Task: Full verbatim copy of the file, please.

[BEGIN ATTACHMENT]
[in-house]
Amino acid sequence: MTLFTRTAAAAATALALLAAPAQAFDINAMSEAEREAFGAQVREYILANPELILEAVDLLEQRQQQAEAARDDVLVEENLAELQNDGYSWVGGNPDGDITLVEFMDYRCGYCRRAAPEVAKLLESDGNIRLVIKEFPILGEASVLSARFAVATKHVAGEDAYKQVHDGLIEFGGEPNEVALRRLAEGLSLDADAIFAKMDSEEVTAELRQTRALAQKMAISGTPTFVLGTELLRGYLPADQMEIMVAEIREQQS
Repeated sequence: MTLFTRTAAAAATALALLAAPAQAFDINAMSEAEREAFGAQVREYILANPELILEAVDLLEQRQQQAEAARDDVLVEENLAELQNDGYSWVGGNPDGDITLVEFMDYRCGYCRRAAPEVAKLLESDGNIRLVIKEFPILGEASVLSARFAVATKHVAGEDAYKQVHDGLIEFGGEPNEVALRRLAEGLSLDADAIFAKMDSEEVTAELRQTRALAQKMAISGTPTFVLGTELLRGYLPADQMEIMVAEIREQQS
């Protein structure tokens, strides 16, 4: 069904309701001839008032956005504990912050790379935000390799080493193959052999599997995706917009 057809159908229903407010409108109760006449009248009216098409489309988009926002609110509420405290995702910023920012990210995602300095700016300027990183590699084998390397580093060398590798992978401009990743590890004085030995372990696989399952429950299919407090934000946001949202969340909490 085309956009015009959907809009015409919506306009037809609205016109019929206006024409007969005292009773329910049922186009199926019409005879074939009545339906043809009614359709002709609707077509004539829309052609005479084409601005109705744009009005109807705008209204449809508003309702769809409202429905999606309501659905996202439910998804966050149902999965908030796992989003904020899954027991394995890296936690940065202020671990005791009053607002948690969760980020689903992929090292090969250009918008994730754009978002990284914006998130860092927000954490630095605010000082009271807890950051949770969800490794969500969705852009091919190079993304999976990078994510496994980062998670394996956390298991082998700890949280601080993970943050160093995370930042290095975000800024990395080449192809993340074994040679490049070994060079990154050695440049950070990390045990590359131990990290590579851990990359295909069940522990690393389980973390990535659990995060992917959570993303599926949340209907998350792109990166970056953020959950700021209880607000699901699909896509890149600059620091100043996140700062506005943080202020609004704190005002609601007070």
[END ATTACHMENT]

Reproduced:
[in-house]
Amino acid sequence: MTLFTRTAAAAATALALLAAPAQAFDINAMSEAEREAFGAQVREYILANPELILEAVDLLEQRQQQAEAARDDVLVEENLAELQNDGYSWVGGNPDGDITLVEFMDYRCGYCRRAAPEVAKLLESDGNIRLVIKEFPILGEASVLSARFAVATKHVAGEDAYKQVHDGLIEFGGEPNEVALRRLAEGLSLDADAIFAKMDSEEVTAELRQTRALAQKMAISGTPTFVLGTELLRGYLPADQMEIMVAEIREQQS
Repeated sequence: MTLFTRTAAAAATALALLAAPAQAFDINAMSEAEREAFGAQVREYILANPELILEAVDLLEQRQQQAEAARDDVLVEENLAELQNDGYSWVGGNPDGDITLVEFMDYRCGYCRRAAPEVAKLLESDGNIRLVIKEFPILGEASVLSARFAVATKHVAGEDAYKQVHDGLIEFGGEPNEVALRRLAEGLSLDADAIFAKMDSEEVTAELRQTRALAQKMAISGTPTFVLGTELLRGYLPADQMEIMVAEIREQQS
């Protein structure tokens, strides 16, 4: 069904309701001839008032956005504990912050790379935000390799080493193959052999599997995706917009 057809159908229903407010409108109760006449009248009216098409489309988009926002609110509420405290995702910023920012990210995602300095700016300027990183590699084998390397580093060398590798992978401009990743590890004085030995372990696989399952429950299919407090934000946001949202969340909490 085309956009015009959907809009015409919506306009037809609205016109019929206006024409007969005292009773329910049922186009199926019409005879074939009545339906043809009614359709002709609707077509004539829309052609005479084409601005109705744009009005109807705008209204449809508003309702769809409202429905999606309501659905996202439910998804966050149902999965908030796992989003904020899954027991394995890296936690940065202020671990005791009053607002948690969760980020689903992929090292090969250009918008994730754009978002990284914006998130860092927000954490630095605010000082009271807890950051949770969800490794969500969705852009091919190079993304999976990078994510496994980062998670394996956390298991082998700890949280601080993970943050160093995370930042290095975000800024990395080449192809993340074994040679490049070994060079990154050695440049950070990390045990590359131990990290590579851990990359295909069940522990690393389980973390990535659990995060992917959570993303599926949340209907998350792109990166970056953020959950700021209880607000699901699909896509890149600059620091100043996140700062506005943080202020609004704190005002609601007070």